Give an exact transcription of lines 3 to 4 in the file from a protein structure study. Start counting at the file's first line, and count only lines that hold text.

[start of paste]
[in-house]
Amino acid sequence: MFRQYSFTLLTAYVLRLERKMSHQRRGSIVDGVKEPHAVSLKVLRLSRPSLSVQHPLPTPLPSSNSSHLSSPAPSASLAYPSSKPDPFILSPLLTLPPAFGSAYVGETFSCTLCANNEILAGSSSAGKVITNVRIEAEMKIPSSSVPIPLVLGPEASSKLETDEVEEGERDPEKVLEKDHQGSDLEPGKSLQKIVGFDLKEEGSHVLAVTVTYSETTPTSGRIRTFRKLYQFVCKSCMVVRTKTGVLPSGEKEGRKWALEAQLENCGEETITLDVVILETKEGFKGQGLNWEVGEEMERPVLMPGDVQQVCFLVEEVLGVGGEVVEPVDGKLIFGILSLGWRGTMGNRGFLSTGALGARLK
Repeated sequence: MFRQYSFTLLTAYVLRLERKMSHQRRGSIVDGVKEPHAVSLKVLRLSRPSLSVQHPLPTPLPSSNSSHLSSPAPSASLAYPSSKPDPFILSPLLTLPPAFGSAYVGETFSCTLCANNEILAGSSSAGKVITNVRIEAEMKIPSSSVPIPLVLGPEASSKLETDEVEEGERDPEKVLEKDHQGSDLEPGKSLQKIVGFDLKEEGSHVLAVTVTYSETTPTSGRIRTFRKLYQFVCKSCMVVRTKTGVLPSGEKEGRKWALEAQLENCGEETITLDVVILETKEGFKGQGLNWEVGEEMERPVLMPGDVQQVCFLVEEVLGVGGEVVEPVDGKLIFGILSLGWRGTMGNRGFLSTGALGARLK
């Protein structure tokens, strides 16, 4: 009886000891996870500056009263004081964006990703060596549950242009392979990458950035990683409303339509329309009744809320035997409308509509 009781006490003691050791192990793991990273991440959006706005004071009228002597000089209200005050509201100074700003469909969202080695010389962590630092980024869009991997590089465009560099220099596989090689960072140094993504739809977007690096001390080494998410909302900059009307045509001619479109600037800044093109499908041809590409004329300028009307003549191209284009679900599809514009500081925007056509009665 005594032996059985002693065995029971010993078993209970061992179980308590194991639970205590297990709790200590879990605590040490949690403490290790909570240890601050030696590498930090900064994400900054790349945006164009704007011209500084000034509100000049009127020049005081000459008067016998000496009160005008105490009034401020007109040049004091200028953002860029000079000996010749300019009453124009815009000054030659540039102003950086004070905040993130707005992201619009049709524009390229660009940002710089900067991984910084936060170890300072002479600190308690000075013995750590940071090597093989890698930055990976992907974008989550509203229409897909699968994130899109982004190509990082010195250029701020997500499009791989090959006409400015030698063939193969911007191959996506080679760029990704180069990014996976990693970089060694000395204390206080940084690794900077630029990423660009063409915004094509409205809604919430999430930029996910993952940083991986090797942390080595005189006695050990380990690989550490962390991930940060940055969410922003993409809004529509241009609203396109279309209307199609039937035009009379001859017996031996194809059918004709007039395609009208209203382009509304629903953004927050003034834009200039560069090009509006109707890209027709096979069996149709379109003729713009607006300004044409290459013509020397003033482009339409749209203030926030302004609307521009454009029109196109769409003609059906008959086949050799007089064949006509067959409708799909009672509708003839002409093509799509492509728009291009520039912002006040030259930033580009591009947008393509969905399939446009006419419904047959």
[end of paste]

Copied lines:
Repeated sequence: MFRQYSFTLLTAYVLRLERKMSHQRRGSIVDGVKEPHAVSLKVLRLSRPSLSVQHPLPTPLPSSNSSHLSSPAPSASLAYPSSKPDPFILSPLLTLPPAFGSAYVGETFSCTLCANNEILAGSSSAGKVITNVRIEAEMKIPSSSVPIPLVLGPEASSKLETDEVEEGERDPEKVLEKDHQGSDLEPGKSLQKIVGFDLKEEGSHVLAVTVTYSETTPTSGRIRTFRKLYQFVCKSCMVVRTKTGVLPSGEKEGRKWALEAQLENCGEETITLDVVILETKEGFKGQGLNWEVGEEMERPVLMPGDVQQVCFLVEEVLGVGGEVVEPVDGKLIFGILSLGWRGTMGNRGFLSTGALGARLK
């Protein structure tokens, strides 16, 4: 009886000891996870500056009263004081964006990703060596549950242009392979990458950035990683409303339509329309009744809320035997409308509509 009781006490003691050791192990793991990273991440959006706005004071009228002597000089209200005050509201100074700003469909969202080695010389962590630092980024869009991997590089465009560099220099596989090689960072140094993504739809977007690096001390080494998410909302900059009307045509001619479109600037800044093109499908041809590409004329300028009307003549191209284009679900599809514009500081925007056509009665 005594032996059985002693065995029971010993078993209970061992179980308590194991639970205590297990709790200590879990605590040490949690403490290790909570240890601050030696590498930090900064994400900054790349945006164009704007011209500084000034509100000049009127020049005081000459008067016998000496009160005008105490009034401020007109040049004091200028953002860029000079000996010749300019009453124009815009000054030659540039102003950086004070905040993130707005992201619009049709524009390229660009940002710089900067991984910084936060170890300072002479600190308690000075013995750590940071090597093989890698930055990976992907974008989550509203229409897909699968994130899109982004190509990082010195250029701020997500499009791989090959006409400015030698063939193969911007191959996506080679760029990704180069990014996976990693970089060694000395204390206080940084690794900077630029990423660009063409915004094509409205809604919430999430930029996910993952940083991986090797942390080595005189006695050990380990690989550490962390991930940060940055969410922003993409809004529509241009609203396109279309209307199609039937035009009379001859017996031996194809059918004709007039395609009208209203382009509304629903953004927050003034834009200039560069090009509006109707890209027709096979069996149709379109003729713009607006300004044409290459013509020397003033482009339409749209203030926030302004609307521009454009029109196109769409003609059906008959086949050799007089064949006509067959409708799909009672509708003839002409093509799509492509728009291009520039912002006040030259930033580009591009947008393509969905399939446009006419419904047959």